A few posts back I put out instructions on how to drain off some of your email and folders from the main Lotus Notes server into a Lotus Notes archive. This single activity allowed you to clean up your Lotus Notes database while keeping those important documents for posterity, or for evidence of a job completed.

As shown in these three plates, you can set up the archive to be placed anywhere you want. In this particular example, the archive went to a folder under “My Documents”.


Archiving Lotus Notes email and folders to a local nsf file.

I called the folder “notesarchive” and the actual archive archivedayton because I wanted to put all of my Dayton related email into that location. In fact, I put everything that was in my “Dayton” email folder into this archive.

Archiving Lotus Notes email and folders to a local nsf file.

Archiving Lotus Notes email and folders to a local nsf file.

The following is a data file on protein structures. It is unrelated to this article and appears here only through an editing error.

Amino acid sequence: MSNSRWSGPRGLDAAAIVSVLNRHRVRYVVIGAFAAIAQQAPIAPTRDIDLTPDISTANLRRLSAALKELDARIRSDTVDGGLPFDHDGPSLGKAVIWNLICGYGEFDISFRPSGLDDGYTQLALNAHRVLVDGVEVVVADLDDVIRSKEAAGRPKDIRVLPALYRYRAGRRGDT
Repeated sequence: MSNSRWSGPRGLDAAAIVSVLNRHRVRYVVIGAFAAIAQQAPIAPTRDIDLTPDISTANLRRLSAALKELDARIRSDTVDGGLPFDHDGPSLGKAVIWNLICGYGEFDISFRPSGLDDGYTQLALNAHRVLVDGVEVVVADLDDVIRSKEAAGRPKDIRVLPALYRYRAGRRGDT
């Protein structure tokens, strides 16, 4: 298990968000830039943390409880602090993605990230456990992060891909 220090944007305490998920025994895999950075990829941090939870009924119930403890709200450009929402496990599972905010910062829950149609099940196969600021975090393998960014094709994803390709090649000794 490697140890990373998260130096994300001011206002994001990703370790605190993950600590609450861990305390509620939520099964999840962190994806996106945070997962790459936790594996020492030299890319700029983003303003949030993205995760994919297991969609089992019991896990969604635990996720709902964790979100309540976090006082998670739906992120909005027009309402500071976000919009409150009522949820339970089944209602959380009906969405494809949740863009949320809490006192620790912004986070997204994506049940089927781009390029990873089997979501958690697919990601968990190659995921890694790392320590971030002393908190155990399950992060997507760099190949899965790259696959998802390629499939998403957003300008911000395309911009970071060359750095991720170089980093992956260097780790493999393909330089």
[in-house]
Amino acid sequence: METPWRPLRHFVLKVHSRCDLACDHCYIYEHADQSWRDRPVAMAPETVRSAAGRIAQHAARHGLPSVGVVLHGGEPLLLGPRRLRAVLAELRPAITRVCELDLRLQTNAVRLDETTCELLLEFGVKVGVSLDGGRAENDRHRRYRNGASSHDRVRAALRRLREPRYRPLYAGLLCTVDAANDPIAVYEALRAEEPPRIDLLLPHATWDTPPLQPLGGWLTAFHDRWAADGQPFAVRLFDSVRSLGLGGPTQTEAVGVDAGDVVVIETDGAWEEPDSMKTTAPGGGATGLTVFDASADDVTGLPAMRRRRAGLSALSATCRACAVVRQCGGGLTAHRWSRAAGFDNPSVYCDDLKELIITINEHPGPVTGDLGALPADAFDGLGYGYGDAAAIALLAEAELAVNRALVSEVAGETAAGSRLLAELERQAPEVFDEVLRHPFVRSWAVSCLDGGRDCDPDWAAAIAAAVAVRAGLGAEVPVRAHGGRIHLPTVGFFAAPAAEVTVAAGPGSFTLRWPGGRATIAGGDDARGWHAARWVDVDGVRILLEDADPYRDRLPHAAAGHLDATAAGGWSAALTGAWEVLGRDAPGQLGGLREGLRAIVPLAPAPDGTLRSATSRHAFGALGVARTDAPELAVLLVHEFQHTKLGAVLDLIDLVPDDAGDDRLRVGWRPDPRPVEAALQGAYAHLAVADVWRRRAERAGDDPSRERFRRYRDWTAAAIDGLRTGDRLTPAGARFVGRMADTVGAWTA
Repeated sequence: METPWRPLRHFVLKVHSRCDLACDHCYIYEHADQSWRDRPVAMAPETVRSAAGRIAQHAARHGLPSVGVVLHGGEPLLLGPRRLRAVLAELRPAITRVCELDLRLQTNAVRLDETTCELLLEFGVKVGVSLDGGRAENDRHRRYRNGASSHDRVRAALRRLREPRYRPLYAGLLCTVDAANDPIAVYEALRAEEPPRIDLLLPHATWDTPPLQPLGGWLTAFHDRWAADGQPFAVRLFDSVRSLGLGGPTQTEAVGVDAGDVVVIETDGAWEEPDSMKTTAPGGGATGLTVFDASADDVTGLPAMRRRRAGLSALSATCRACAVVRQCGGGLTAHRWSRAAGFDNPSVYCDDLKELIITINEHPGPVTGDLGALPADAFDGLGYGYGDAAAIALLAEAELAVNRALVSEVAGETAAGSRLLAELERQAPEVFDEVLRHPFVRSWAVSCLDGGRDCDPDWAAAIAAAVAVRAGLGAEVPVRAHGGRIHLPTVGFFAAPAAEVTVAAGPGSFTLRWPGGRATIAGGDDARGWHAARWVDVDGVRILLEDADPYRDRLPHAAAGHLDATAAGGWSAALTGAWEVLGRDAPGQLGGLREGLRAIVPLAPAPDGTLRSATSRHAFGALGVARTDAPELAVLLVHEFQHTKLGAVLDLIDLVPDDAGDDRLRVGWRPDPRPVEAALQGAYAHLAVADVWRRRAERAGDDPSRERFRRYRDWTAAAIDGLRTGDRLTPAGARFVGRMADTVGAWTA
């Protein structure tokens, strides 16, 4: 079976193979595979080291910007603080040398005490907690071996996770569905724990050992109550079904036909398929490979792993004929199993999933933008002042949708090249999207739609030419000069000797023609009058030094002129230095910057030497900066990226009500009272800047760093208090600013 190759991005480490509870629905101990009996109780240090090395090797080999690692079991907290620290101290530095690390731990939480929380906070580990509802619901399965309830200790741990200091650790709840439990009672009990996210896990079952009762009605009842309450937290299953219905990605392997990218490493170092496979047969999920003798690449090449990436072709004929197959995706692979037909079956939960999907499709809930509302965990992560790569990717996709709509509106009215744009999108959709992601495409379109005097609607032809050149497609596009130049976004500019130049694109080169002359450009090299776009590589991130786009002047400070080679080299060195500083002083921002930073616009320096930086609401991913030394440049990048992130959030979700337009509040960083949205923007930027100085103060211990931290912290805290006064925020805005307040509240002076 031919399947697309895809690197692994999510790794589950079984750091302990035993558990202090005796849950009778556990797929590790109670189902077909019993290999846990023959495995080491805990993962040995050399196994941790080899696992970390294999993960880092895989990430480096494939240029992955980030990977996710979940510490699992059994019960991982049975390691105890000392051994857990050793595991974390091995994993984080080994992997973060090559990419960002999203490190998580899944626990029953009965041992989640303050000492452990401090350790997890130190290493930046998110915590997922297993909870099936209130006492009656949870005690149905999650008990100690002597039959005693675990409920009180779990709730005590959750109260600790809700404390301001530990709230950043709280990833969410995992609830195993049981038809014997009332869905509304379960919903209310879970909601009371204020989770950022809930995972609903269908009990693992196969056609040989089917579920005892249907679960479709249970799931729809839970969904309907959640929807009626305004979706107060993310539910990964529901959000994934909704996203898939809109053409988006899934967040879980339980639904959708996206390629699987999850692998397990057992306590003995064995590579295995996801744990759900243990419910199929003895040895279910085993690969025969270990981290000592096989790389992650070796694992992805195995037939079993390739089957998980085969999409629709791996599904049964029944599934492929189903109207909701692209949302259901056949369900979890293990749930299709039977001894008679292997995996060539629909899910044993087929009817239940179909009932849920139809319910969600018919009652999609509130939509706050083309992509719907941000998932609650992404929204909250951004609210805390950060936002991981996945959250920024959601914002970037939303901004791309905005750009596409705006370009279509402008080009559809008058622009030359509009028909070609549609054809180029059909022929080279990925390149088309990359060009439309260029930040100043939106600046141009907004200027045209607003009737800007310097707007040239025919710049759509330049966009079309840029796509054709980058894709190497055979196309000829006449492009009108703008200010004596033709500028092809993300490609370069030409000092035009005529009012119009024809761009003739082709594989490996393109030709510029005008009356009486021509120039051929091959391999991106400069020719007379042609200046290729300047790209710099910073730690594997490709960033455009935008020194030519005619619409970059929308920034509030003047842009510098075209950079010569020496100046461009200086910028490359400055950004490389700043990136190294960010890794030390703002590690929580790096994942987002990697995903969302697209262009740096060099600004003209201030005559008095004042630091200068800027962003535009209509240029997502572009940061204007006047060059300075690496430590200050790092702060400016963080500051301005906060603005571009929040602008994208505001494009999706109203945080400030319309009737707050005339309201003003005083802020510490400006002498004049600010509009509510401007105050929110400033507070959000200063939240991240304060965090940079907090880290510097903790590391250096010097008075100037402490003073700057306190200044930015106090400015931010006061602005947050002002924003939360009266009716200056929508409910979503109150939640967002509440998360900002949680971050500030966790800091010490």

To make things more interesting, after archiving everything in my “Dayton” folder, I could go back and create a new archive called “archivecolumbus”. I would create it in the same fashion to hold all of my email from my “Columbus” email folder.

If I had done this, the end result would have been two archive files – one called archivedayton.nsf and the other called archivecolumbus.nsf. Each one holding all of the Lotus Notes records from the respective folder that was in my lotus notes database.

Here’s the kicker. I can now take those two files and move them to a USB drive if I want. Simply cuttting and pasting will do, as well as a dragging and dropping.

The only hitch is that in order for me to open them, you will need a machine with a properly installed Lotus Notes client. That way when you double click the archive, the client will automatically launch and open the archive file, even if it’s on the USB drive.

Hence the reason for the Google Apps migration. No 3rd party applications required. And I get 7 GB of email storage to boot.